Our official photographer from 2007 to 2011 he photographed speakers at our monthly meetings and our annual conference, ACR authors, Hall of Fame inductees and in his spare time, proof-reader for ACR. Ken has always been willing to lend a hand, his photography provides us with a permanent record of those who have made a difference … Ken has, too.

Hall of Fame
Chris Macphail 
Chris Macphail served as Communications Director from 2004 to 2006 and left the Board to be editor of Anglo-Celtic Roots, a position he held from 2006 to 2011 during which time the ACR won first place in the National Genealogical Society Newsletter Competition in 2009 and 2010.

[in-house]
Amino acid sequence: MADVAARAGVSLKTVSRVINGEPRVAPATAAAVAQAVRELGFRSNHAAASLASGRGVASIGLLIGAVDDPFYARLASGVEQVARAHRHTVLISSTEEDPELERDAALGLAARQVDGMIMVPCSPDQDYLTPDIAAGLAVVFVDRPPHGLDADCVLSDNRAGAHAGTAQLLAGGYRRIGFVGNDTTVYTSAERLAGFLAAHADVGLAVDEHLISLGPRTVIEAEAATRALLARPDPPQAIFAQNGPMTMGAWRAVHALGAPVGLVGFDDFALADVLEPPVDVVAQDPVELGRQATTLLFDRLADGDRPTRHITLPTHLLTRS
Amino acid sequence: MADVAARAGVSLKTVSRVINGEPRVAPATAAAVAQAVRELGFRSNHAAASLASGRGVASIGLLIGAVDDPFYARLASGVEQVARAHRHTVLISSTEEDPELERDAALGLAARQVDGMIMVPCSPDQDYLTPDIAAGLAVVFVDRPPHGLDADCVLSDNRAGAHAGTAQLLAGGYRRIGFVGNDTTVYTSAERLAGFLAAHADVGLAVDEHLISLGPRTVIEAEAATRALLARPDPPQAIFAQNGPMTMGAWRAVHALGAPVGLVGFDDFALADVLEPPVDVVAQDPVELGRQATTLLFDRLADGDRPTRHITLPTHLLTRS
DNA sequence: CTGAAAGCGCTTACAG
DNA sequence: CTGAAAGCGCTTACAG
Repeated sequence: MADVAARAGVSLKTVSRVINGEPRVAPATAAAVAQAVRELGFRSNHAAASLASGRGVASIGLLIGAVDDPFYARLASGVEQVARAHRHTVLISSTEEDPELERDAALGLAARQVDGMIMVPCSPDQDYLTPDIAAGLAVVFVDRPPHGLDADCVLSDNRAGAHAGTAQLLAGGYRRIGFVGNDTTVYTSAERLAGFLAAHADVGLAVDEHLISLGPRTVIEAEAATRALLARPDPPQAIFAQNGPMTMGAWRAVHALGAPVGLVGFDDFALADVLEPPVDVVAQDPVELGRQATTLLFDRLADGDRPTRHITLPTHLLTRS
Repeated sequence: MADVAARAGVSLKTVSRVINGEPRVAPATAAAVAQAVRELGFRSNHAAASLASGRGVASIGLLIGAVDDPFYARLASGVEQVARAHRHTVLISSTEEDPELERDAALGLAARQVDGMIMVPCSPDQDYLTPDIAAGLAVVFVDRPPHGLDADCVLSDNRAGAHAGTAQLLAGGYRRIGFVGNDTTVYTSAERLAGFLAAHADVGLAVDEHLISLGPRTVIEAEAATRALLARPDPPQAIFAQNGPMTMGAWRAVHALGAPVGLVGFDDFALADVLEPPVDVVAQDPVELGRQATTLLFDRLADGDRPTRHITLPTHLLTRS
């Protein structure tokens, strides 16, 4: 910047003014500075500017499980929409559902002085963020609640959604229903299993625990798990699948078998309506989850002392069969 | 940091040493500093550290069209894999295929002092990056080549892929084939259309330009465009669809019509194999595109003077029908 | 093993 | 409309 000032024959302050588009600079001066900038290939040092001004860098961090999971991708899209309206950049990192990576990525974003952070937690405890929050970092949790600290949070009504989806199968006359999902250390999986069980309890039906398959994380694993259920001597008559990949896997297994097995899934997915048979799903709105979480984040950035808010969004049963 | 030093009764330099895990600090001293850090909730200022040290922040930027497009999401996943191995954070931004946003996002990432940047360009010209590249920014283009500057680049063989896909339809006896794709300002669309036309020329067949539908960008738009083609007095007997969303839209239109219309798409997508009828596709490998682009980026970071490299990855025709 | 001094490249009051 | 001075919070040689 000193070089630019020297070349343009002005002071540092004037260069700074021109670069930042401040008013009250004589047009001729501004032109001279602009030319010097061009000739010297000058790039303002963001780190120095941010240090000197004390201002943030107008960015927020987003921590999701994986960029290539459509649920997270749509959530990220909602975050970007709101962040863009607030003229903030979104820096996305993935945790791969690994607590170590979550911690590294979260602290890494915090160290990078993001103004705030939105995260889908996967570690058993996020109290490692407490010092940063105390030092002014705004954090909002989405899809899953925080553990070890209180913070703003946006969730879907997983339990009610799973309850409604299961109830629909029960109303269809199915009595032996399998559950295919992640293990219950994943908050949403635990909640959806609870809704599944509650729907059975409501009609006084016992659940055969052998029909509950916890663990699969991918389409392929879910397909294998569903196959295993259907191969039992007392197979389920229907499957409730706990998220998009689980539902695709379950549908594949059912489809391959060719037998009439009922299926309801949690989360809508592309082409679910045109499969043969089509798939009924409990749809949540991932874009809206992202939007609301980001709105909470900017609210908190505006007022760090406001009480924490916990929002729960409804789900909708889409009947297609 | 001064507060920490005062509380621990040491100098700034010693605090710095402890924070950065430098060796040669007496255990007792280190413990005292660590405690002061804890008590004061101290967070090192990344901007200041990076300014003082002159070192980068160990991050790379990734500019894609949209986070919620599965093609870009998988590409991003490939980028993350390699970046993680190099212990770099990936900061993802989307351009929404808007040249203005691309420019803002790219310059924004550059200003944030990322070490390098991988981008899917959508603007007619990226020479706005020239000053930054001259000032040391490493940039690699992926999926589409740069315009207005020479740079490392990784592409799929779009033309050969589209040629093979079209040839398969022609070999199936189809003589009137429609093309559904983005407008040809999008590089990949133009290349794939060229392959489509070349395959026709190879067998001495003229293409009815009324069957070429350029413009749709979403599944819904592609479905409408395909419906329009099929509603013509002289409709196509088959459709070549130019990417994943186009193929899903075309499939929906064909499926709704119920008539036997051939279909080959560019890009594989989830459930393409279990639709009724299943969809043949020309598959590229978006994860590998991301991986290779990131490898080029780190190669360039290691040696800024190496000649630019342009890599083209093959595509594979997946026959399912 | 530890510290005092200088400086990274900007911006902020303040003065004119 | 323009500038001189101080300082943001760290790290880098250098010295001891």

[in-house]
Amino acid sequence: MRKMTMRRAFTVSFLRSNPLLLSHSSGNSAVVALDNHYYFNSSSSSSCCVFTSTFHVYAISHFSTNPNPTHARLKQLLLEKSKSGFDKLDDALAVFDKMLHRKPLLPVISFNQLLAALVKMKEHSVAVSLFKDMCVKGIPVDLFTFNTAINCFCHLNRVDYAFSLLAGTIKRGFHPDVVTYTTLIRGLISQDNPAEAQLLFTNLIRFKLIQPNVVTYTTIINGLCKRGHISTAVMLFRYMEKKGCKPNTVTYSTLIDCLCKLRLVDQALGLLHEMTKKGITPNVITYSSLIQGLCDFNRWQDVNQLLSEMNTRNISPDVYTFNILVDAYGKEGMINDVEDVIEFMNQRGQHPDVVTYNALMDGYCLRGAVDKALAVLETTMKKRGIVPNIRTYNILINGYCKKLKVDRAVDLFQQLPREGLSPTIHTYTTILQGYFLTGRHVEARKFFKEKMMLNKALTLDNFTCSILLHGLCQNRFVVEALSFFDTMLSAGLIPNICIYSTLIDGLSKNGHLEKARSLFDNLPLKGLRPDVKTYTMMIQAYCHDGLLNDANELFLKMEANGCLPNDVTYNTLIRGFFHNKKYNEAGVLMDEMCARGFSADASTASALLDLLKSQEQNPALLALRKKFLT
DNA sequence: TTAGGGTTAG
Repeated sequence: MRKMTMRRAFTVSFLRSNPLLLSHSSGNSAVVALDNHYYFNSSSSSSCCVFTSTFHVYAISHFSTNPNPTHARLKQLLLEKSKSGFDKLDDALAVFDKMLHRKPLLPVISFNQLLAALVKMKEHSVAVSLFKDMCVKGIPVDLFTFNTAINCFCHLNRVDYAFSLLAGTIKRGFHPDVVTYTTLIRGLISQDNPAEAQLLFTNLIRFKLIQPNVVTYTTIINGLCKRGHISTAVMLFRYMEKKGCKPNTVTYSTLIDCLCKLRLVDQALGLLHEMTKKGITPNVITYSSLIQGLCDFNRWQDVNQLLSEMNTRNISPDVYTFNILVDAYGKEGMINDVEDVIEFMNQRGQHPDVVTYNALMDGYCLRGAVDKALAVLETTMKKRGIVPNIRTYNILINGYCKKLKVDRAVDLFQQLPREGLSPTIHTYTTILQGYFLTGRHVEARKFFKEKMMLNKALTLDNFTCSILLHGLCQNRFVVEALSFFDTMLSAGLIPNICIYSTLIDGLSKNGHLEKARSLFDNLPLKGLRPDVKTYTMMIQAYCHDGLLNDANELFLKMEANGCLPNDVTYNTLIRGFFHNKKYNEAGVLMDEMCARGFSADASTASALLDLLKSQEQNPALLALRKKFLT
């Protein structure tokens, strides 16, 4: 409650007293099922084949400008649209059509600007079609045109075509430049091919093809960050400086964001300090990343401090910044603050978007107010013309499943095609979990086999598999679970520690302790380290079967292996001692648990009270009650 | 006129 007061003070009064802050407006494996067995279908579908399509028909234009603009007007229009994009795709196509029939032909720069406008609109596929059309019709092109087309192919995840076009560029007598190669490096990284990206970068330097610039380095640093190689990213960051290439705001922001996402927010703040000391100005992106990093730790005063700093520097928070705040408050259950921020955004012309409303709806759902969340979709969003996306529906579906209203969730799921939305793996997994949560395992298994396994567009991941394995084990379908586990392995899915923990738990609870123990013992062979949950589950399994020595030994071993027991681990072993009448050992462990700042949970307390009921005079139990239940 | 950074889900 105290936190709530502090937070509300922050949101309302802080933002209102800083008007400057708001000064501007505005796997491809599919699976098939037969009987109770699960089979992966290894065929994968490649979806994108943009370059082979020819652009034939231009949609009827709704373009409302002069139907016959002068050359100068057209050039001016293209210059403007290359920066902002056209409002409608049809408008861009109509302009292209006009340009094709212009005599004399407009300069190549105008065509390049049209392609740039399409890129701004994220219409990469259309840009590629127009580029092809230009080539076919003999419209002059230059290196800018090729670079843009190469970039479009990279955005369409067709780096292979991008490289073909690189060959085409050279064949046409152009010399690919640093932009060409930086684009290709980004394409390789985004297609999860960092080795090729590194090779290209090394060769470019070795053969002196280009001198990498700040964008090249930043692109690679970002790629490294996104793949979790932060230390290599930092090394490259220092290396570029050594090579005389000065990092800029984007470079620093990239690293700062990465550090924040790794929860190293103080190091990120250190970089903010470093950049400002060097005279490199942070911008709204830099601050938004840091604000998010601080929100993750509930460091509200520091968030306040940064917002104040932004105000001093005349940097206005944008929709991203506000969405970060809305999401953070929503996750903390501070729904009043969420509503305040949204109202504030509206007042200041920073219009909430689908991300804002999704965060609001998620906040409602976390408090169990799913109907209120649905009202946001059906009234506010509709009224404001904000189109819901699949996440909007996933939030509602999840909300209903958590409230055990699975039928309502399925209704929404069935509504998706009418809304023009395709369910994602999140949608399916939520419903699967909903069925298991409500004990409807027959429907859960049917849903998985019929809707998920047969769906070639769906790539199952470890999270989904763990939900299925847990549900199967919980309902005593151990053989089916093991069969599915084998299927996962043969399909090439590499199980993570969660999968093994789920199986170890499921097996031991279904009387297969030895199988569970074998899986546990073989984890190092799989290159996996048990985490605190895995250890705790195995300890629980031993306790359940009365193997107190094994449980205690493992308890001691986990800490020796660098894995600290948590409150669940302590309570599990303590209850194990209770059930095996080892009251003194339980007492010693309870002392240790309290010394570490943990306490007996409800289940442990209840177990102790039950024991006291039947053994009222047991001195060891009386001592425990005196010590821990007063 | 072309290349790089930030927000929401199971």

He co-chaired the 2009 annual conference, he has been a regular contributor to ACR and took an active role in the planning and production of our best-selling book, British Home Children: Their Stories.

Chris epitomizes volunteerism … always giving, contributing in a variety of ways to make our Society better … he not only gave us time and talent, he gave us class and lots of it.

The Irish GRO

Sometimes, when writing about institutions I encounter, I feel as if I might justly be accused of being the very model of a Whinging Pom. Not that whinging may not be without cause.

While the Irish may no longer be entitled to the epithet of pom the latest Irish Times column by John Grenham The very model of a modern Registrar-General makes me feel temporarily in good company.

11 June 2012

Responsible use of Flip-Pal scanners